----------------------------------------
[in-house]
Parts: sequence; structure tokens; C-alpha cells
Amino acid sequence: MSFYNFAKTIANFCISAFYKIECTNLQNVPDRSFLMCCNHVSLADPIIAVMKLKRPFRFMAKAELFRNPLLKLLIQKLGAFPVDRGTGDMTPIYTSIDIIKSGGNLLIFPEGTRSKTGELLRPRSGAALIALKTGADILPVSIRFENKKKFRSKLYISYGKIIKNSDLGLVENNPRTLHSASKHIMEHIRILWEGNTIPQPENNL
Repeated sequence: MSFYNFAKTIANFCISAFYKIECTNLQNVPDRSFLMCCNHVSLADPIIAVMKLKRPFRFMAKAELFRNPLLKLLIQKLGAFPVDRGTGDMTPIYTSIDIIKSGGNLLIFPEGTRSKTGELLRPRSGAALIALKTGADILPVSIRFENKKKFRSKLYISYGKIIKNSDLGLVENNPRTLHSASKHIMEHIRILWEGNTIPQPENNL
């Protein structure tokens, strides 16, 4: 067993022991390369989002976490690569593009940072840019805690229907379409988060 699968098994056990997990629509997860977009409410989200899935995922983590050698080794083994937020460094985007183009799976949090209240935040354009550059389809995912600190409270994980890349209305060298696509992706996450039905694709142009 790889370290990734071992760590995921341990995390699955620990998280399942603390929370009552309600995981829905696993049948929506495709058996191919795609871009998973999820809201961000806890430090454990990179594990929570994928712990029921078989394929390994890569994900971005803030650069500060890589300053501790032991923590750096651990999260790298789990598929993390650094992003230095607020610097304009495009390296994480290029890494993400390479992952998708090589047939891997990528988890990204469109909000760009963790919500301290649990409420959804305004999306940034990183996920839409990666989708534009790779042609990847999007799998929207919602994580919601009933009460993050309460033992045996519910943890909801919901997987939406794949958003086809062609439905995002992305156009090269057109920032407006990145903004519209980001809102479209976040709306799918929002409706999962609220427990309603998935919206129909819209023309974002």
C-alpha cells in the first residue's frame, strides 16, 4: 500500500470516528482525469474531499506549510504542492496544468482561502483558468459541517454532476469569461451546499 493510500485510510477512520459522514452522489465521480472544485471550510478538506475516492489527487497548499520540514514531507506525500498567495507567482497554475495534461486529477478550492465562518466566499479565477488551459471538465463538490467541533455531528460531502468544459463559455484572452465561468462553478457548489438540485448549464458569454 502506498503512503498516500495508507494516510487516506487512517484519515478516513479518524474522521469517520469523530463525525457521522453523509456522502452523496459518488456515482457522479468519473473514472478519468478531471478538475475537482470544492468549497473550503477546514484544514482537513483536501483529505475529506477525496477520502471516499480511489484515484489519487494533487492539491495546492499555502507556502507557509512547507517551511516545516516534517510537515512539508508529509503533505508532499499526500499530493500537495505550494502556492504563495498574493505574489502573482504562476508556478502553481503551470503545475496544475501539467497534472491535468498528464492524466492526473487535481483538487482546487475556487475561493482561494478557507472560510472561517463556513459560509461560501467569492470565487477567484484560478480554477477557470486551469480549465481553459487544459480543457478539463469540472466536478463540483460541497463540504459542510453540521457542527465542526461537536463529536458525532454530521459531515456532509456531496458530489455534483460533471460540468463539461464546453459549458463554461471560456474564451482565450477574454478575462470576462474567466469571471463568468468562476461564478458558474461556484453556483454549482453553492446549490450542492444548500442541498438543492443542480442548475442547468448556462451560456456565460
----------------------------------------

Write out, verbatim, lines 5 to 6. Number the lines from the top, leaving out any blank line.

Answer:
């Protein structure tokens, strides 16, 4: 067993022991390369989002976490690569593009940072840019805690229907379409988060 699968098994056990997990629509997860977009409410989200899935995922983590050698080794083994937020460094985007183009799976949090209240935040354009550059389809995912600190409270994980890349209305060298696509992706996450039905694709142009 790889370290990734071992760590995921341990995390699955620990998280399942603390929370009552309600995981829905696993049948929506495709058996191919795609871009998973999820809201961000806890430090454990990179594990929570994928712990029921078989394929390994890569994900971005803030650069500060890589300053501790032991923590750096651990999260790298789990598929993390650094992003230095607020610097304009495009390296994480290029890494993400390479992952998708090589047939891997990528988890990204469109909000760009963790919500301290649990409420959804305004999306940034990183996920839409990666989708534009790779042609990847999007799998929207919602994580919601009933009460993050309460033992045996519910943890909801919901997987939406794949958003086809062609439905995002992305156009090269057109920032407006990145903004519209980001809102479209976040709306799918929002409706999962609220427990309603998935919206129909819209023309974002």
C-alpha cells in the first residue's frame, strides 16, 4: 500500500470516528482525469474531499506549510504542492496544468482561502483558468459541517454532476469569461451546499 493510500485510510477512520459522514452522489465521480472544485471550510478538506475516492489527487497548499520540514514531507506525500498567495507567482497554475495534461486529477478550492465562518466566499479565477488551459471538465463538490467541533455531528460531502468544459463559455484572452465561468462553478457548489438540485448549464458569454 502506498503512503498516500495508507494516510487516506487512517484519515478516513479518524474522521469517520469523530463525525457521522453523509456522502452523496459518488456515482457522479468519473473514472478519468478531471478538475475537482470544492468549497473550503477546514484544514482537513483536501483529505475529506477525496477520502471516499480511489484515484489519487494533487492539491495546492499555502507556502507557509512547507517551511516545516516534517510537515512539508508529509503533505508532499499526500499530493500537495505550494502556492504563495498574493505574489502573482504562476508556478502553481503551470503545475496544475501539467497534472491535468498528464492524466492526473487535481483538487482546487475556487475561493482561494478557507472560510472561517463556513459560509461560501467569492470565487477567484484560478480554477477557470486551469480549465481553459487544459480543457478539463469540472466536478463540483460541497463540504459542510453540521457542527465542526461537536463529536458525532454530521459531515456532509456531496458530489455534483460533471460540468463539461464546453459549458463554461471560456474564451482565450477574454478575462470576462474567466469571471463568468468562476461564478458558474461556484453556483454549482453553492446549490450542492444548500442541498438543492443542480442548475442547468448556462451560456456565460